Dax Cowart, Forty Years Later: Reflections on Patients' Rights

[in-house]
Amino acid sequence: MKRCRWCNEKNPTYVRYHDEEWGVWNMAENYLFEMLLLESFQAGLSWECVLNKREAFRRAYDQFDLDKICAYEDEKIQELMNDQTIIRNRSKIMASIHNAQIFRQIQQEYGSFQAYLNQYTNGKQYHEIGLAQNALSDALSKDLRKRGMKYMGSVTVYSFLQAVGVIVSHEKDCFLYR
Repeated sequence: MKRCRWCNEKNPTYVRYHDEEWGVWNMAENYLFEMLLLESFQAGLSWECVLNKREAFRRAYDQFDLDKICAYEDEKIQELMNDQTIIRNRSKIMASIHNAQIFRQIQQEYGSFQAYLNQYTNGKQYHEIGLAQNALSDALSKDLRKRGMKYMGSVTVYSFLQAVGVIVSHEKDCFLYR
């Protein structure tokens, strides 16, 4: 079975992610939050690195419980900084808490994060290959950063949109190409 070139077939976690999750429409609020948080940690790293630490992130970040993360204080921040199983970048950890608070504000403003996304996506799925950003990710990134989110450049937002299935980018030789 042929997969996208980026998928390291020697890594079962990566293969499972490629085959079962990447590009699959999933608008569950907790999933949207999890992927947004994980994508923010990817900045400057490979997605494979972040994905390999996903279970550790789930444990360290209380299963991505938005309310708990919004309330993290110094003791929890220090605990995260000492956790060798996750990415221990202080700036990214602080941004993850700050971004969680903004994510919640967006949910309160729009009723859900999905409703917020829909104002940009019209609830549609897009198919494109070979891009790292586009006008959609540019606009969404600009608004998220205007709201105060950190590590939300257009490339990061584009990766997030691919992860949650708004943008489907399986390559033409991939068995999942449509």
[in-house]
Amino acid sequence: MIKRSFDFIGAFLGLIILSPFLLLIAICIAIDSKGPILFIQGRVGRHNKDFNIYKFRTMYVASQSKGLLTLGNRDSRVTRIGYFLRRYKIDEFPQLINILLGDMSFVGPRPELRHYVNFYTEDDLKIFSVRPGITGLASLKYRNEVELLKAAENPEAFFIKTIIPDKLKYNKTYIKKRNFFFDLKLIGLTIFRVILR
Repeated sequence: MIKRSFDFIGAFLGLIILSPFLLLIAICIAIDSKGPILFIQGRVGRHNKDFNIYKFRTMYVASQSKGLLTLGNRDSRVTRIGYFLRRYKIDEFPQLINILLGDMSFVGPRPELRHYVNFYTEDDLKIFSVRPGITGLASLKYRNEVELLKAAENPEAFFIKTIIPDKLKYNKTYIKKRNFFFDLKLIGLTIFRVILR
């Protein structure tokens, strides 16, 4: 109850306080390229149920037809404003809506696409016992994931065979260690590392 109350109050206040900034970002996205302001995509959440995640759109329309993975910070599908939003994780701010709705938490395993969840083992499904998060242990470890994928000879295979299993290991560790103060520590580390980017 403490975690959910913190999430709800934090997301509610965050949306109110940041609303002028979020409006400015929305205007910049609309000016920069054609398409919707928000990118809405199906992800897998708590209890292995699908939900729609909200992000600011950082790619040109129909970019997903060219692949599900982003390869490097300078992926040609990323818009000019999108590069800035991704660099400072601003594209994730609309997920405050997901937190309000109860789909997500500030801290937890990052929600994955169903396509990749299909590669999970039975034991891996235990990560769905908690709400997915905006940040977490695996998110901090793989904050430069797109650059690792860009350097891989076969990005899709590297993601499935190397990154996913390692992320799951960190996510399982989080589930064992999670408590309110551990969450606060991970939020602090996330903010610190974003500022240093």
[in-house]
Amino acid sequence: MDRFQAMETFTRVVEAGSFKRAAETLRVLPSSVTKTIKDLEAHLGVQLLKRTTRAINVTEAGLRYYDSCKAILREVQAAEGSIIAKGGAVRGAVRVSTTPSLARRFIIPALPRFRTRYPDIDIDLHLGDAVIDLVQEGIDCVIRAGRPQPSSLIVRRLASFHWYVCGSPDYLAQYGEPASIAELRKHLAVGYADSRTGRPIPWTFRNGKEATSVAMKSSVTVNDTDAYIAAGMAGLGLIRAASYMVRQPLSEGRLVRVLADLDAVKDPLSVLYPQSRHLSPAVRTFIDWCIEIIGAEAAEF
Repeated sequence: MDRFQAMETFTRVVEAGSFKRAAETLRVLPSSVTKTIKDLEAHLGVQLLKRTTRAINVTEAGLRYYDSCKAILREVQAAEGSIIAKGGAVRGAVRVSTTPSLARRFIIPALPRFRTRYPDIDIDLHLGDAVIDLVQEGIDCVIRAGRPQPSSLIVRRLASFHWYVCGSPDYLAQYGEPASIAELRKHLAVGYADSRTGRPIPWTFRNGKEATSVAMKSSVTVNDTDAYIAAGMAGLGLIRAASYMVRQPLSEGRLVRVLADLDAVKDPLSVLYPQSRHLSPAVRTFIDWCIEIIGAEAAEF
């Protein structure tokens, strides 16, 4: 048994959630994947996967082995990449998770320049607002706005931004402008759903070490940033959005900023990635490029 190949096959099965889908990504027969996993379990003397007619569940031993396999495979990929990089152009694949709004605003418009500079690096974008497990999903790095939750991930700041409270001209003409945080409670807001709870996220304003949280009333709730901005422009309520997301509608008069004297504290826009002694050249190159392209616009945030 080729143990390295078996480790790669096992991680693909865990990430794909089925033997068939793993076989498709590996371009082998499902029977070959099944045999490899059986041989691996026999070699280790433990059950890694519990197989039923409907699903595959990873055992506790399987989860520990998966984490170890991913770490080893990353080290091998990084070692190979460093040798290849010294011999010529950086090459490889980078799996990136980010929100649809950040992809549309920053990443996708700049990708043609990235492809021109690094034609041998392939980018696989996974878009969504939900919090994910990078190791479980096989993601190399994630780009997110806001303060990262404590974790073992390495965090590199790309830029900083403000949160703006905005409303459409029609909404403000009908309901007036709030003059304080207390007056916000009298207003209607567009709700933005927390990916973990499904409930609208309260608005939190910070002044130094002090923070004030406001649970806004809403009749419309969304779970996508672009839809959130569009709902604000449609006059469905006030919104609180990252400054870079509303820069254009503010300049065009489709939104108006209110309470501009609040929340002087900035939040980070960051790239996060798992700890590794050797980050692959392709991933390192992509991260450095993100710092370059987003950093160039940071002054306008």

Nearly forty years ago, Dax Cowart was in a gas pipeline explosion that caused third-degree burns over 68% of this body, and eventually left him blind, hearing impaired, and without fingers. Throughout his hospitalization, at Parkland Hospital in Dallas and later at John Sealy Hospital in Galveston, he asked his doctors to please stop the extremely painful daily tank treatments that were preventing skin infection. He stated that he would rather die than continue to endure the daily pain in order to have a greatly diminished future quality of life. In the early 1970s the patient’s legal right to refuse treatment was not well recognized, and so Dax’s pleas were not honored. However, a Sealy Hospital psychiatrist, Robert White, recorded a videotaped interview with Dax dramatizing his daily pain and also his reasoning behind his wish to cease treatment; this film, Please Let Me Die, became a staple in classrooms in the new subject of “bioethics.” Eventually Dax consented to the final round of skin grafting so that he could leave the hospital and go home, but he had a prolonged series of mental health problems, including two suicide attempts, before he improved enough to complete a law degree. Later, Dax, often working alongside Professor William Winslade of the UTMB Institute for the Medical Humanities, became an active spokesperson for patients’ rights to consent to or refuse treatment. The current film considers Dax’s life in 2012 . . .